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Take steps to save your environment

Your environment is your surroundings, the sum total of external influences affecting you. It provides food, air, and water for survival; a clean space for relaxation; and  offers a sense of quietness for peace of mind and security to be able to think, reflect, plan and implement your plans for your survival and the benefit of others and the community at large. 

All this is only possible if the environment remains clean, productive, stable, peaceful, and free of all the modern pollutants such as noise, chemicals, smoke and dust.

The responsibility for the maintenance and care of the environment rests with human beings as the main beneficiaries.  There can be no doubt that worldwide, these custodians of the environment have completely failed to protect it, so much so that currently the environment is on its knees.

Ecological issues are a matter of life and death for individuals, communities and countries.  In Kenya, the environment leads in topical issues of concern, rivaled only by insecurity, politics, bad governance and corruption.  The destruction of the Mau Forest and other water towers with their resultant effect on water sources responsible for millions of livelihoods is a matter of national concern.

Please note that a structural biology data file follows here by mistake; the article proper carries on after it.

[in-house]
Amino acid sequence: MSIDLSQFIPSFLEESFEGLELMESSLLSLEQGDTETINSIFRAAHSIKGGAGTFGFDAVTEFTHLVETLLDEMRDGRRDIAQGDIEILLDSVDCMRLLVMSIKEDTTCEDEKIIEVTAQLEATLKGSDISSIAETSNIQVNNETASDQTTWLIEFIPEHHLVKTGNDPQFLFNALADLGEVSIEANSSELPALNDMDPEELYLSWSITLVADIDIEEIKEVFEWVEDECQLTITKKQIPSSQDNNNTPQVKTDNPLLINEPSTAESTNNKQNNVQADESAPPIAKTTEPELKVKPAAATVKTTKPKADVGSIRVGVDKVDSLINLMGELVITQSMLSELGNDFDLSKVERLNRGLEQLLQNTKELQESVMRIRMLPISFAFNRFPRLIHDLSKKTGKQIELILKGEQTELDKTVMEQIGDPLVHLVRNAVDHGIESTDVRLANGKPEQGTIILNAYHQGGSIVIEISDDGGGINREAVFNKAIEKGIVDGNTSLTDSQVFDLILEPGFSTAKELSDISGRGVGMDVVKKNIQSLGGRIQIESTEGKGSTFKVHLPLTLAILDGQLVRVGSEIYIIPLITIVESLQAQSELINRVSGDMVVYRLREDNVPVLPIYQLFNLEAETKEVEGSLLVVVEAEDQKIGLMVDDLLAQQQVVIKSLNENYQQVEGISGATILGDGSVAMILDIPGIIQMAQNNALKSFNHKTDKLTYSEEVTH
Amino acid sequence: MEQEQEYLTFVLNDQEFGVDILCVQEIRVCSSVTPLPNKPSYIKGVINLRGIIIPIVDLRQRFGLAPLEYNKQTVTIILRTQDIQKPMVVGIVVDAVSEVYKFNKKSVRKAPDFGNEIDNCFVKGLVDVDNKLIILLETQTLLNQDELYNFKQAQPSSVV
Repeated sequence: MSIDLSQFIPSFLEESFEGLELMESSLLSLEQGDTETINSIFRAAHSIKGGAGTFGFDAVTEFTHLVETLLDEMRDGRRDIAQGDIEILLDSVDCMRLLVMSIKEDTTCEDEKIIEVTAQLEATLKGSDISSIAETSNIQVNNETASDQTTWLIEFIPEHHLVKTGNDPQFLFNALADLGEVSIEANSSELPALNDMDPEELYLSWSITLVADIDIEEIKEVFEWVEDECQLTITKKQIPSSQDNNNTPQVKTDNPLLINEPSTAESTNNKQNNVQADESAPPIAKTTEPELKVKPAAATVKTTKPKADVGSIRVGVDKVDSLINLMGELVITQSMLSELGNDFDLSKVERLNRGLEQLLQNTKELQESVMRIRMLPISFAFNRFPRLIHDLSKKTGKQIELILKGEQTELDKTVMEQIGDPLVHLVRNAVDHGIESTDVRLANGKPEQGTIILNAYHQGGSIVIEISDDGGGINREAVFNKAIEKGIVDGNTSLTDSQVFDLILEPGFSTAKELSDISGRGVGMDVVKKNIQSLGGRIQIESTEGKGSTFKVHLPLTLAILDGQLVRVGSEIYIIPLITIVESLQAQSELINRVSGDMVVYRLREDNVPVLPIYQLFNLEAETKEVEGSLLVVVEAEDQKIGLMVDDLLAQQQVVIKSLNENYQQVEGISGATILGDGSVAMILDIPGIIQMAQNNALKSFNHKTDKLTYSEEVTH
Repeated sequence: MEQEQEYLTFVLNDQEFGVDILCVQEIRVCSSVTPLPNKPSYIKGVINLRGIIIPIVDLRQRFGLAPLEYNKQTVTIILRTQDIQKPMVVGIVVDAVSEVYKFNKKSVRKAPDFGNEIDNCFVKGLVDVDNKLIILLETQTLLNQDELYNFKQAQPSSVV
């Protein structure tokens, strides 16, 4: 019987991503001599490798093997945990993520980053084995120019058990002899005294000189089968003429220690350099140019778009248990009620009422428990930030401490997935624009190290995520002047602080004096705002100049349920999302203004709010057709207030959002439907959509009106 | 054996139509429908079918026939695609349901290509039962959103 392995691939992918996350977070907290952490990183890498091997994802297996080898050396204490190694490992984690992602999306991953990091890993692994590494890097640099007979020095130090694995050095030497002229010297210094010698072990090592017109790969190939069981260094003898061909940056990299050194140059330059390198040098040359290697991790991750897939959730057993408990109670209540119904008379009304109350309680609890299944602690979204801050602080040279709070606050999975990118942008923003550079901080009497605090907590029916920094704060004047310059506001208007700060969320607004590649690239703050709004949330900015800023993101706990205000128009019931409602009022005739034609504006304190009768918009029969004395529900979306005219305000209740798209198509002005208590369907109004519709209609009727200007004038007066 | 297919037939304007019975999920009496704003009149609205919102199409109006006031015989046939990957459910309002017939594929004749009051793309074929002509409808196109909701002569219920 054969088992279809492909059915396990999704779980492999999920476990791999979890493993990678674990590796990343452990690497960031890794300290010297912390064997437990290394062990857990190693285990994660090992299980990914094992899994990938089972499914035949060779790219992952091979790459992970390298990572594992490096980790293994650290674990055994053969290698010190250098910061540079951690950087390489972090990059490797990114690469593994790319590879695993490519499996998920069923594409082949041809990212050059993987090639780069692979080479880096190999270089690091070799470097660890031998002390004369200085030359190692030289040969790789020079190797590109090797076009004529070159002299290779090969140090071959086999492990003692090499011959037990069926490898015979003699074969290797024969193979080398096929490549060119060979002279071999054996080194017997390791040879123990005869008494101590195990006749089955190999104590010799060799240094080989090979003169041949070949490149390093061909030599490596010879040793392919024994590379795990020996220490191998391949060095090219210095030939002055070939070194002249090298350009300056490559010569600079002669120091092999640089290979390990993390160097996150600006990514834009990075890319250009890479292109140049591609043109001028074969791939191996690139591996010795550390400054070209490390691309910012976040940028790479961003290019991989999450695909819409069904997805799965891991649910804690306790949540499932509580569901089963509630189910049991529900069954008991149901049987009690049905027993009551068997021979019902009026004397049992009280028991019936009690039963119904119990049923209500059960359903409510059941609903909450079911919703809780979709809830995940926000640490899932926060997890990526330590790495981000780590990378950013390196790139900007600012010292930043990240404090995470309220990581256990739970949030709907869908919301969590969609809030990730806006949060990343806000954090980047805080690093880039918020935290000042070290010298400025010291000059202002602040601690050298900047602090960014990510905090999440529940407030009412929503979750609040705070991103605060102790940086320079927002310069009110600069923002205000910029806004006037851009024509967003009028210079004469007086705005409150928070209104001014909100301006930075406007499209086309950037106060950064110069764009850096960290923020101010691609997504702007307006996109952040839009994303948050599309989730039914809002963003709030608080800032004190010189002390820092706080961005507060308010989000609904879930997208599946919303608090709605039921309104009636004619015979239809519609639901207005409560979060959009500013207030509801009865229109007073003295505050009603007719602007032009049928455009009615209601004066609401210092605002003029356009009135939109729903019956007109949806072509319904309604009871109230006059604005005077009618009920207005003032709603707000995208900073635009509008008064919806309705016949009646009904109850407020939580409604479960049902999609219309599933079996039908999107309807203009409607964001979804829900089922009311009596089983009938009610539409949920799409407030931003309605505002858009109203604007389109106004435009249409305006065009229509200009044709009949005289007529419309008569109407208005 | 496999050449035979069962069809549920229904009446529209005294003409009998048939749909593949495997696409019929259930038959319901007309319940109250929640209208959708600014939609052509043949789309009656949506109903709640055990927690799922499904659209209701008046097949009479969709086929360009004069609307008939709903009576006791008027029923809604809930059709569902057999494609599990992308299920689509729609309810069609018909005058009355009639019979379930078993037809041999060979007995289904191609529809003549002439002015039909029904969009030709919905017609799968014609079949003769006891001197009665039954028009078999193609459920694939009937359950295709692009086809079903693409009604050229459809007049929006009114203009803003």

There isn’t a day that passes without some reference to the Mau Forest either in relation to power rationing, desertification, dying livestock and wildlife and threats to human survival.  We are experiencing some of the worst drought conditions in years.  The droughts in turn have affected the water level in our hydro-electric plants leading to power rationing, which in turn affects our manufacturing industries and the economy adversely.   The net effect is the standard of living that very few Kenyans can afford.

Where it rains it ends in floods that destroy our crops, homes and human lives because the water protection measures have been destroyed or ignored.  In addition we have some of the worst pollution records in the world, caused by engine fumes, smoke from burning chemical waste, mountains of rotting rubbish, dirty urban areas, stinking clogged sewage systems, a depressing sight of polythene bags scattered everywhere and a myriad of types of noise pollution.

Our rivers which should have clean, clear water have not only become brown from soil erosion but are also polluted with industrial waste and human faecal matter.  As if that is not enough we now have climate change.  We may not be completely responsible for the carbon emissions that cause climate change, but we cannot claim to be completely innocent.  The list of indicators of decay in our environment is inexhaustible.  In short, our environment is dirty, polluted, desolate, unproductive and too unhealthy to sustain us.  It is a miracle that we continue to survive.  This must force us to stop and reflect on what has gone wrong and our contribution to the mess.